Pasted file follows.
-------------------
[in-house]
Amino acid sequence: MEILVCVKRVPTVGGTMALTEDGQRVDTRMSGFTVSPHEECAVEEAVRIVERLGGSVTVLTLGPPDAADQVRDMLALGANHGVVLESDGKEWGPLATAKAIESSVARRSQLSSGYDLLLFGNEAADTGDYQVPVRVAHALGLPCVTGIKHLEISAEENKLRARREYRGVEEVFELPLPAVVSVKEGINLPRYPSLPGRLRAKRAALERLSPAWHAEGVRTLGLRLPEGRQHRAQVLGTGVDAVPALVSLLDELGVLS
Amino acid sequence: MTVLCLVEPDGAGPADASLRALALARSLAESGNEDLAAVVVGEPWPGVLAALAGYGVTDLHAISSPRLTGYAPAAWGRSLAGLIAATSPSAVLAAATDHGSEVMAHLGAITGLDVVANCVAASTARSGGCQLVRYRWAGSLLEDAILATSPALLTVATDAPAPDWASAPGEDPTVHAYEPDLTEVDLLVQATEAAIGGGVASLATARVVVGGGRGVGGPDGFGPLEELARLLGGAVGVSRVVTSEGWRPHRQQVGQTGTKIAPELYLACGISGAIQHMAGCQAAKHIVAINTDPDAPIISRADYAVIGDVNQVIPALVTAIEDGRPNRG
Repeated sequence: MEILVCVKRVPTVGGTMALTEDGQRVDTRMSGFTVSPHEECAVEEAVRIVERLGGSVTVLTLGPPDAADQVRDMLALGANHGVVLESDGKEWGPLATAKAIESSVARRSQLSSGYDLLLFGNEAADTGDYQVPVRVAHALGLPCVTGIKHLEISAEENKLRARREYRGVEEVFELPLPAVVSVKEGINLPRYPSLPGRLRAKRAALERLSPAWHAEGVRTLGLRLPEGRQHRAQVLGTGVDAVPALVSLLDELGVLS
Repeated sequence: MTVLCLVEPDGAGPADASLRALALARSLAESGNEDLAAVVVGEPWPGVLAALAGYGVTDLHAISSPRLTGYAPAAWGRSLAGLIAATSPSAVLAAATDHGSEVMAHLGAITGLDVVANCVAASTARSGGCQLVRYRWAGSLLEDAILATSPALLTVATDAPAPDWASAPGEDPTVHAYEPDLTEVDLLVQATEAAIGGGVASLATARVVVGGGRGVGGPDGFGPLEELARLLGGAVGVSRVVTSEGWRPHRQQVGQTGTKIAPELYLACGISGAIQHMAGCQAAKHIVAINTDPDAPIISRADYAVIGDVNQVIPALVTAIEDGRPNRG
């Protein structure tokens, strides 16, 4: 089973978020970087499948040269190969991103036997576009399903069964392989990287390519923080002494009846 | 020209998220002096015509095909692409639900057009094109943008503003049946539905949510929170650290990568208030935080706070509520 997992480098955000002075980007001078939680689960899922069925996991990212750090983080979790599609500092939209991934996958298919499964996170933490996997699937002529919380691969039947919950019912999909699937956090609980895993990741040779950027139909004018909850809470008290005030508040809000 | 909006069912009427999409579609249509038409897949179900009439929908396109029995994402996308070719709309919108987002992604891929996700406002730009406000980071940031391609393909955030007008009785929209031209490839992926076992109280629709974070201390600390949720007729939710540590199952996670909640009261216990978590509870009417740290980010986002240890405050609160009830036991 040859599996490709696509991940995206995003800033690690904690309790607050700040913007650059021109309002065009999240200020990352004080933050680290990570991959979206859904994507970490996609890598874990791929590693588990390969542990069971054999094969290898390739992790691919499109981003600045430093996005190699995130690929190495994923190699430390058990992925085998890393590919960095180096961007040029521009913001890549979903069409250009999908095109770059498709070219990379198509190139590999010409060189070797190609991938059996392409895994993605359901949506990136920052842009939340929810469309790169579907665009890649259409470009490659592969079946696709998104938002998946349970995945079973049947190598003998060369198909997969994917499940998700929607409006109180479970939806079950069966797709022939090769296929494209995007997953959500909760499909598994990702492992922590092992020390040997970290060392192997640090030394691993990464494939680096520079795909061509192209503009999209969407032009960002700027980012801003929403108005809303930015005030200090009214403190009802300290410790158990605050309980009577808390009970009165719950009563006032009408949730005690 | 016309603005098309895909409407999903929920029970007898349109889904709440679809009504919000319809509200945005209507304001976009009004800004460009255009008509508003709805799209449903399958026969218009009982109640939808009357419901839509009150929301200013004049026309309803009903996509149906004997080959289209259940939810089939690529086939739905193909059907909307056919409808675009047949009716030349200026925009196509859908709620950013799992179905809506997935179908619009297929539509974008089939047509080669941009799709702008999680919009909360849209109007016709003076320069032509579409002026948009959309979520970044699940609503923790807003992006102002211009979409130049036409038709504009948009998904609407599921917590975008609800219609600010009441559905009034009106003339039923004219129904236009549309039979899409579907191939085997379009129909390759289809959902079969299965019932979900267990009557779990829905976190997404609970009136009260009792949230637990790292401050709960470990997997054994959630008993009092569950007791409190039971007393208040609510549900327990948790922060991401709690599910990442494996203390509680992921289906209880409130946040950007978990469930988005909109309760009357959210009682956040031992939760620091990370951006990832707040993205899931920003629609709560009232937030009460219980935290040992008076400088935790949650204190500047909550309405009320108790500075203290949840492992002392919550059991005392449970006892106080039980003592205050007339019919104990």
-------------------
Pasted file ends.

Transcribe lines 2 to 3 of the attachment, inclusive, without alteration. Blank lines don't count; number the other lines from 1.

Amino acid sequence: MEILVCVKRVPTVGGTMALTEDGQRVDTRMSGFTVSPHEECAVEEAVRIVERLGGSVTVLTLGPPDAADQVRDMLALGANHGVVLESDGKEWGPLATAKAIESSVARRSQLSSGYDLLLFGNEAADTGDYQVPVRVAHALGLPCVTGIKHLEISAEENKLRARREYRGVEEVFELPLPAVVSVKEGINLPRYPSLPGRLRAKRAALERLSPAWHAEGVRTLGLRLPEGRQHRAQVLGTGVDAVPALVSLLDELGVLS
Amino acid sequence: MTVLCLVEPDGAGPADASLRALALARSLAESGNEDLAAVVVGEPWPGVLAALAGYGVTDLHAISSPRLTGYAPAAWGRSLAGLIAATSPSAVLAAATDHGSEVMAHLGAITGLDVVANCVAASTARSGGCQLVRYRWAGSLLEDAILATSPALLTVATDAPAPDWASAPGEDPTVHAYEPDLTEVDLLVQATEAAIGGGVASLATARVVVGGGRGVGGPDGFGPLEELARLLGGAVGVSRVVTSEGWRPHRQQVGQTGTKIAPELYLACGISGAIQHMAGCQAAKHIVAINTDPDAPIISRADYAVIGDVNQVIPALVTAIEDGRPNRG